Monday, February 8, 2016

A Review: "The Life Giving Home" by Sally and Sarah Clarkson

Coming Feb. 2, 2016"The Life Giving Home:  Creating a Place of Belonging and Becoming" by Sally and Sarah Clarkson is the story of the Clarkson family, how they created a home life for their family and all who enter their home that is welcoming, loving, and a haven of rest and peace. The Clarkson family truly embraced making their home a place that gives life and refuge to many, one that celebrates family, friendships, and faith.

The book is divided into two sections. The first one discusses thinking about home--what home means, what it could look like. The second section composes the vast majority of the book and is divided not by chapters, but by months. Each month revolves around a certain theme with some introductory thoughts and a section on what it looks like in practice in their own home life.

I truly enjoyed this book and all the ideas contained within, not just the practical ones, but also the whys of making home. Hospitality is not my strong suit, but this book gives me plenty of ideas that I can easily tweak and apply to my own family.

(I’ve received this complimentary book from Tyndale House Publishers in exchange for a review. A positive review was not required and the views expressed in my review are strictly my own.)

Monday, January 18, 2016

A Review: "Rest Assured" by Vicki Courtney

Rest Assured Cover"Rest Assured" by Vicki Courtney aims at helping women who are overcommitted, over-connected, and generally overwhelmed to slow down and find true rest for their souls. The book is divided into two sections. The first deals with enemies of rest; Courtney examines four specific areas (busyness, pursuit of happiness, tethered to technology, and worry) that bring women down distract them from incorporating rest into daily life. The second section deals with recovery. She includes four chapters that focus on four different ways to truly make rest part of life. Each chapter in this book includes discussion questions for small groups or for the reader to tackle on her own. The final four chapters also include a one-week dare where the reader takes one week to focus on living out the principles that were just read about (this is where a small group would really come in handy for the accountability aspect).

While there was nothing entirely new in this book, Courtney's writing is so fresh and engaging that the principles all feel brand new. I've known about these concepts for a long time, but putting them into practice has typically been more difficult. The practical suggestions and ideas that she puts forth in this book are just the motivation I need to implement some of these into my daily and weekly life. It's a wonderful book that so many women need to read. I highly recommend it!

(I’ve received this complimentary book through the BookLook program in exchange for a review. A positive review was not required and the views expressed in my review are strictly my own.)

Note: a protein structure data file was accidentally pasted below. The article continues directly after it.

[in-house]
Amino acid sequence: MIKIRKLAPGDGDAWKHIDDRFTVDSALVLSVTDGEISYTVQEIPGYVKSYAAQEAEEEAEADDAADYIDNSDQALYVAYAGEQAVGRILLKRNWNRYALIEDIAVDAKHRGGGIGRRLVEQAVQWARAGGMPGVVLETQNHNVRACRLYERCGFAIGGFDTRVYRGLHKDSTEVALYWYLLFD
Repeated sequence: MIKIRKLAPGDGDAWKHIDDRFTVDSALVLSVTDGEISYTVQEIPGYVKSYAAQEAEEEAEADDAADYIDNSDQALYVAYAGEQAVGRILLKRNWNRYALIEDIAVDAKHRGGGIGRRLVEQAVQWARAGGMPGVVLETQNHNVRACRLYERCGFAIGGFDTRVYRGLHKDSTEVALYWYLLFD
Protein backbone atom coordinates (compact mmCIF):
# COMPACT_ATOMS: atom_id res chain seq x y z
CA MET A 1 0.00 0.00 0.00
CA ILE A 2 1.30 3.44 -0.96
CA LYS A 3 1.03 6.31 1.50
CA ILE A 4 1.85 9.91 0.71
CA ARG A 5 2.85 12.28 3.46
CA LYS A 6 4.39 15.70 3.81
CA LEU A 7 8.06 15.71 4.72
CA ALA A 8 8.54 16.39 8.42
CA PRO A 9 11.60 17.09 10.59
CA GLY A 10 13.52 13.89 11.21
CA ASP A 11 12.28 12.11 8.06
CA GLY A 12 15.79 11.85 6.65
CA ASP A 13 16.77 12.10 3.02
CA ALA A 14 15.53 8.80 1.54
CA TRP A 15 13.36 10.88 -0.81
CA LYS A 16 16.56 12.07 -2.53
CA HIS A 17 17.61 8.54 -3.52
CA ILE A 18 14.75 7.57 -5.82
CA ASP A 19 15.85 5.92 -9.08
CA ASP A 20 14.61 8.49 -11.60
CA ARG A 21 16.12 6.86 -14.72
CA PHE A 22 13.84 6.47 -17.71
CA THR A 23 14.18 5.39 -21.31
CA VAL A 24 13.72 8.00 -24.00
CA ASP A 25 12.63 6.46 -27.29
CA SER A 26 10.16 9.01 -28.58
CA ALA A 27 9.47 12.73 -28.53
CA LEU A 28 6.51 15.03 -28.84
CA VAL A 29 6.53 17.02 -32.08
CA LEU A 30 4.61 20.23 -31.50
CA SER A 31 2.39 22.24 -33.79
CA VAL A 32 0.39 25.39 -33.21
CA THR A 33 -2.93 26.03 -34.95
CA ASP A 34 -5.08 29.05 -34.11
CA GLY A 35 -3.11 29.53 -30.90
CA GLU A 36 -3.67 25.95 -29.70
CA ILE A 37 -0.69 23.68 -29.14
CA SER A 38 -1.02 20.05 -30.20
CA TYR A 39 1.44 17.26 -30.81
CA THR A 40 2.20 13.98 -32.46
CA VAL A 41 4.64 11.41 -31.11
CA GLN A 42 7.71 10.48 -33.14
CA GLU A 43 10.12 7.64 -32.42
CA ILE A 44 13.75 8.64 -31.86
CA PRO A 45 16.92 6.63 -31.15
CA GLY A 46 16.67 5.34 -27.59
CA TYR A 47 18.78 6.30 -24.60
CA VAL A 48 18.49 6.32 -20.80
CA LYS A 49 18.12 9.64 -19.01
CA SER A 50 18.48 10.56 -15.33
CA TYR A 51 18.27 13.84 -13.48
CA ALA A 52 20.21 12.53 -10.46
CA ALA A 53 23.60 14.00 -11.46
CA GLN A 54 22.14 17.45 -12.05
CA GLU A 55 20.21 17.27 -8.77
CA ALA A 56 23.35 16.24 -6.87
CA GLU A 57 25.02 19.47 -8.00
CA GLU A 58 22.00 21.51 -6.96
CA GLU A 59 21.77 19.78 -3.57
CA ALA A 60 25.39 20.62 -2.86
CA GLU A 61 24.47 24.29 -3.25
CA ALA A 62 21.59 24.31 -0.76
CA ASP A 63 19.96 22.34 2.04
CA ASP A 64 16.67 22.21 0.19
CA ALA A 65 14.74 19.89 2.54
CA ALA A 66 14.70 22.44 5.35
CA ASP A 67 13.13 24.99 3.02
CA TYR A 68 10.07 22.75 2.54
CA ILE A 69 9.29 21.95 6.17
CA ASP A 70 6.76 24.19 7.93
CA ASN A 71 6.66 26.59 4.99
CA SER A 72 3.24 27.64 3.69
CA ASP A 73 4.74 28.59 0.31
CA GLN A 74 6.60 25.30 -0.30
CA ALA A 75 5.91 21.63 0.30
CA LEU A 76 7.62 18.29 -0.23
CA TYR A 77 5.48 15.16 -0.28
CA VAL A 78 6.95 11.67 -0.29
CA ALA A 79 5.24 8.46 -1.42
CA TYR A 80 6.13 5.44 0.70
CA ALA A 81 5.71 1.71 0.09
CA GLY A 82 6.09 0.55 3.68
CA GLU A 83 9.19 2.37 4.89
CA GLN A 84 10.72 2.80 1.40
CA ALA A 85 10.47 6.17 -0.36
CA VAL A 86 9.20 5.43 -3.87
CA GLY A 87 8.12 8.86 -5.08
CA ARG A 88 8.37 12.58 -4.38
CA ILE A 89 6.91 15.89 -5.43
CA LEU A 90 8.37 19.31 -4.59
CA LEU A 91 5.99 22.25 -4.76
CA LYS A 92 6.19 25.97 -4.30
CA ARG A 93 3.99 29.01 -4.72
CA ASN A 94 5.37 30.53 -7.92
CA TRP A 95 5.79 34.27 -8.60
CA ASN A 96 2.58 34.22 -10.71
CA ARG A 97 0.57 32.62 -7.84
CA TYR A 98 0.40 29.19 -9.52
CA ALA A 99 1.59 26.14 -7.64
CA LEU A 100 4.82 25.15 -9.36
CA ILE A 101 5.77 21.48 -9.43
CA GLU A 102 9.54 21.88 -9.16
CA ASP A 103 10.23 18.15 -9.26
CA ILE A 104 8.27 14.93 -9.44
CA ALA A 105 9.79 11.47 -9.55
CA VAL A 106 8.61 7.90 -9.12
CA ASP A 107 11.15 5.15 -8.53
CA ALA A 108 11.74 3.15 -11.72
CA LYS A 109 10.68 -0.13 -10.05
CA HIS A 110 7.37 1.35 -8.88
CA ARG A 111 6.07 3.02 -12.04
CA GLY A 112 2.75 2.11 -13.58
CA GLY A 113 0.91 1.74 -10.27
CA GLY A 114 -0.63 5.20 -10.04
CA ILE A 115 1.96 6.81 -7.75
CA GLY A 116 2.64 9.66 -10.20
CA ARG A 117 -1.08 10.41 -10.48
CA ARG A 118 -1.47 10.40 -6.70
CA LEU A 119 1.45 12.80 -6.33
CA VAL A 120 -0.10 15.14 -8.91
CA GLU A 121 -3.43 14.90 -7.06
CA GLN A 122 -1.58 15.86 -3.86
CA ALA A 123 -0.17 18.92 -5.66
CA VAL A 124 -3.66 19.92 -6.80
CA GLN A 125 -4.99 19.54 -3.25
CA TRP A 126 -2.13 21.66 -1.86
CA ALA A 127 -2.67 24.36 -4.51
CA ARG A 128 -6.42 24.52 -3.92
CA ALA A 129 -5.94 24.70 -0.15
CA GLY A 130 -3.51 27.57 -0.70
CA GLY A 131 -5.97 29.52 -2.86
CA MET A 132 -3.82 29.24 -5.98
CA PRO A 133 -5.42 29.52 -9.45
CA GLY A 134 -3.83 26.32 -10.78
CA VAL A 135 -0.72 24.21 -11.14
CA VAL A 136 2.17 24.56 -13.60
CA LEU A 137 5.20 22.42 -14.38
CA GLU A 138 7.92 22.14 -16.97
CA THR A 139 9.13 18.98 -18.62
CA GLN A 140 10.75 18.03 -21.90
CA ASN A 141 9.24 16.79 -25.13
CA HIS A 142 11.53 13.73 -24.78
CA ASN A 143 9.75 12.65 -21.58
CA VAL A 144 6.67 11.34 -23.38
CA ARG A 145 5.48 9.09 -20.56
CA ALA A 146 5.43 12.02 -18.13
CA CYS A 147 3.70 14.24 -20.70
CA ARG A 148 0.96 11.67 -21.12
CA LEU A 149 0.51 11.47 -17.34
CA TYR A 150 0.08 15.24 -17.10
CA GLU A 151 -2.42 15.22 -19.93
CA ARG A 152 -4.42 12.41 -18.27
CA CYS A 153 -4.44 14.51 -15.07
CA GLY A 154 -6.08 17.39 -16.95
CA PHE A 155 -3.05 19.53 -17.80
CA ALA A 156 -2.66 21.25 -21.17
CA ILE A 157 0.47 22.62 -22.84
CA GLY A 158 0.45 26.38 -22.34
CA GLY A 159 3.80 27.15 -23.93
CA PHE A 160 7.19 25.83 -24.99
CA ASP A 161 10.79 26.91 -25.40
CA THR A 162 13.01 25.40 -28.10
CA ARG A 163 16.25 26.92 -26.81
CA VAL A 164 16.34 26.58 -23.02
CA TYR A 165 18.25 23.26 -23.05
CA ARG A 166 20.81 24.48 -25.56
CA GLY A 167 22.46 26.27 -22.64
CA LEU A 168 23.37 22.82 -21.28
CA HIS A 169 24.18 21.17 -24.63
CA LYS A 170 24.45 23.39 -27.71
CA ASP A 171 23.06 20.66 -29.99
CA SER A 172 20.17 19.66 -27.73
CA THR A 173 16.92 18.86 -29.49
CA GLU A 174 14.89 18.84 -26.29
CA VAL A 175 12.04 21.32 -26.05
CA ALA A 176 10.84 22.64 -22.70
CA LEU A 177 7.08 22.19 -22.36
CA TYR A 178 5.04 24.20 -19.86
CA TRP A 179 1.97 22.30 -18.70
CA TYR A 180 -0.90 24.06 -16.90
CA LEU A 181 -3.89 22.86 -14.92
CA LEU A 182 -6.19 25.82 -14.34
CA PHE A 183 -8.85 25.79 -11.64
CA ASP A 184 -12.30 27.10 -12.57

Sunday, January 3, 2016

A Review: "Crazy Little Thing Called Marriage" by Dr. Greg and Erin Smalley

"Crazy Little Thing Called Marriage:  12 Secrets for a Lifelong Romance" by Dr. Greg and Erin Smalley is the newest edition in the many offerings from Focus on the Family:  Focus on Marriage resources designed to help strengthen and nurture marriage relationships. With marriage under attack from so many influences, both outside and inside the relationship, it's vital for all married and engaged couples to focus on marriage, strengthening it to help you navigate all kinds of challenges. In this book, the Smalleys combine solid Biblical teaching and personal stories to bring the reader 12 secrets, 12 truths, 12 ways to help fortify your marriage and help it last a lifetime. These truths include help understanding communication, honoring one another, serving one another, and seeking God above all.

While at first glance, these 12 secrets seem fairly basic. However, the more I got into the book, the more I realized just how much better I can do. Even being married for nearly 13 years, there are still so many ways I can improve and make my own marriage better. These may seem like simple techniques and insights to some, but they are highly valuable insights that would benefit many marriages, from those just starting out to those that have many years behind them.

I was truly blown away by this book and the insights that were offered. I would highly recommend this book to anyone looking for ways to bring some fresh insight and fresh perspective in your marriage journey.

Just as Joshua challenged his people to "choose this day whom you will serve" (Joshua 24:15), so we need to choose, every day, to pursue a great marriage. We need to choose intentionality over passivity...Loving thoughts over self-centered thoughts...Loving actions over self-serving ones. And in the process of keeping your commitments and acting in love, you will find yourselves enjoying the true Promised Land Marriage. (p.258)

(I’ve received this complimentary book from Tyndale House Publishers in exchange for a review. A positive review was not required and the views expressed in my review are strictly my own.)

Wednesday, December 16, 2015

A Review: "The Painter's Daughter" by Julie Klassen